You'd be surprised at how many of the electrical devices you'd expect to take on vacation are dual voltage. Hair dryers, shavers, travel irons and clothes steamers all now come in dual-voltage versions that can be switched over to 220-240 volts when you pack. Laptop computers and other modern electronics are usually made to operate at dual voltages and will switch over automatically. And chargers for most rechargeable devices - cameras, music storage, cell phones and other battery operated equipment can almost always be plugged into English sockets (with an adapter plug), even when the devices themselves cannot.

    To be sure, check the rating, usually on the bottom of the product, or its AC adaptor. If it says "Input: AC100-240V", as in the picture above, you are safe to use it in the UK. You'll need an adapter plug though. They're inexpensive and easy to find from travel suppliers.

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  • 03 of 05

    Choose the Right Adapter Plugs

    UK Plugs
    ••• Standard UK plugs have three fat prongs that fit into the "power points" in UK homes and buldings. Some plugs have fuses that can be replaced by unscrewing the face of the plug. Others, like the one plugged in on the left, are molded and cannot be opened to change fuses or adjust the wiring. Molded plugs are a common safety feature on high voltage items like microwaves. Ferne Arfin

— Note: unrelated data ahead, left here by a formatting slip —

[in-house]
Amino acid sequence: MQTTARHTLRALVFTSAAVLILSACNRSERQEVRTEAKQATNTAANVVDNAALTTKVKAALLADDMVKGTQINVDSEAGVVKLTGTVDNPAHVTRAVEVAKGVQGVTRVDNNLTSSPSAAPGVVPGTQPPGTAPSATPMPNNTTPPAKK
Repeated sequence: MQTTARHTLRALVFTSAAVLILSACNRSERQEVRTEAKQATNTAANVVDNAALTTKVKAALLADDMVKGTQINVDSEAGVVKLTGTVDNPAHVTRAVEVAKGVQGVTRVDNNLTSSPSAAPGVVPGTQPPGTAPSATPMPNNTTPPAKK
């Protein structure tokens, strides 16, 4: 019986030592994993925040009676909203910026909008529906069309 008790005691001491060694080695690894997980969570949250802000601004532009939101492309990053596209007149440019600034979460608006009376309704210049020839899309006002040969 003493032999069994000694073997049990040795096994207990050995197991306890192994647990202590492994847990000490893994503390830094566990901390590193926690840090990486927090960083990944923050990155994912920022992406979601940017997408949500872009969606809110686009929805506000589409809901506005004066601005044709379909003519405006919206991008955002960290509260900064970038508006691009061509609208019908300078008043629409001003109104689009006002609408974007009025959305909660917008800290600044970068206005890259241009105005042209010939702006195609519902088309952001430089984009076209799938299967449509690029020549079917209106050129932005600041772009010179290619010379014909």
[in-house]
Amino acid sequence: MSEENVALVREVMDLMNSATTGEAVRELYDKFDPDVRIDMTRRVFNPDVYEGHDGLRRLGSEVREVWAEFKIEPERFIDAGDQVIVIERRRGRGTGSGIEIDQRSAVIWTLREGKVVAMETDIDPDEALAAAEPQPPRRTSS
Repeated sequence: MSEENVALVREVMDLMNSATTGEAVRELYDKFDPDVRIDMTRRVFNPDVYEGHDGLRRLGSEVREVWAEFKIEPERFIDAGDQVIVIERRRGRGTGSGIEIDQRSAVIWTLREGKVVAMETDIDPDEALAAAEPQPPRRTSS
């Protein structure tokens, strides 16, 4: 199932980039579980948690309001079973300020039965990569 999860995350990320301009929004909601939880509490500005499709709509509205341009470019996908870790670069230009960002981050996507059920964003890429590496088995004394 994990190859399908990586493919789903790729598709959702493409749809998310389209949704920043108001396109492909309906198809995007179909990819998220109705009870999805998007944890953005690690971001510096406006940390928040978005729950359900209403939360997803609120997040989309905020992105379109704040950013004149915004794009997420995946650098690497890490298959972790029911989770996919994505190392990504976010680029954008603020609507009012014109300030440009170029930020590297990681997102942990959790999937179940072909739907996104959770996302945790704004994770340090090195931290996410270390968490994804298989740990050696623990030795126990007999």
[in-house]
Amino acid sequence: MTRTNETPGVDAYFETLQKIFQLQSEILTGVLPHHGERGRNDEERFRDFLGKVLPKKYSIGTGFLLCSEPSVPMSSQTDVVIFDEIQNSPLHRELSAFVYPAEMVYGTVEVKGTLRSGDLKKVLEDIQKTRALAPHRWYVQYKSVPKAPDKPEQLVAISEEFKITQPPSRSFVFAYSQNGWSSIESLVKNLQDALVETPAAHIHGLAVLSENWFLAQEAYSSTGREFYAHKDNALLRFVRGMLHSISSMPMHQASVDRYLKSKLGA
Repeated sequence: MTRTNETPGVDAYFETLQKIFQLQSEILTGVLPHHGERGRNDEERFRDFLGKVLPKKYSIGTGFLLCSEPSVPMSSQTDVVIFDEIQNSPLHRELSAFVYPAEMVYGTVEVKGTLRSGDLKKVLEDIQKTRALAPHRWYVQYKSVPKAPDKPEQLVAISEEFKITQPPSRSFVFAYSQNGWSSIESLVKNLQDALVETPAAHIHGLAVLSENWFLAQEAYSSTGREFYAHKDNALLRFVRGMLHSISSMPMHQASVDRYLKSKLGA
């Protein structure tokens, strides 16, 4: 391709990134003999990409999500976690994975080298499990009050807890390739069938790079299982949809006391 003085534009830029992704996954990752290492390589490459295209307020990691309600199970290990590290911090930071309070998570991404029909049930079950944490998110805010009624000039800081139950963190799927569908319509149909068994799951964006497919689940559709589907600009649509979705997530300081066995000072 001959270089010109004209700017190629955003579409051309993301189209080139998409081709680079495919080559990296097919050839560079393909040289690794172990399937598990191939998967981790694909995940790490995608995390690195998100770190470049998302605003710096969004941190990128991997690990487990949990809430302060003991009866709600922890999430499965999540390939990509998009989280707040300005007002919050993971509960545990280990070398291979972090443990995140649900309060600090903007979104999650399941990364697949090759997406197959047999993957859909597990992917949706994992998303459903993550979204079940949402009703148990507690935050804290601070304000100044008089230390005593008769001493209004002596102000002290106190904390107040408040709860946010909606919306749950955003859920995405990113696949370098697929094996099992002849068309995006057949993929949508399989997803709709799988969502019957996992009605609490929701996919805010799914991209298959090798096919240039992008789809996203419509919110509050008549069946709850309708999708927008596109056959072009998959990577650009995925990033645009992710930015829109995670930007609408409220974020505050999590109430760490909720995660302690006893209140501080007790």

UK plugs, also used in Ireland, are large and have three, substantial, flat prongs. They are unlike plugs used anywhere else in Europe. If you use dual voltage appliances and devices, all you will need, throughout the UK, is a simple UK Adapter Plug.

    One feature of UK outlets worth noting is that they can be switched on and off at the wall. The "power point" on the left in the two-point wall socket above is turned on, the one on the right is in the off position.

    If your device doesn't work, make sure the power is turned on at the wall socket. 

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  • 04 of 05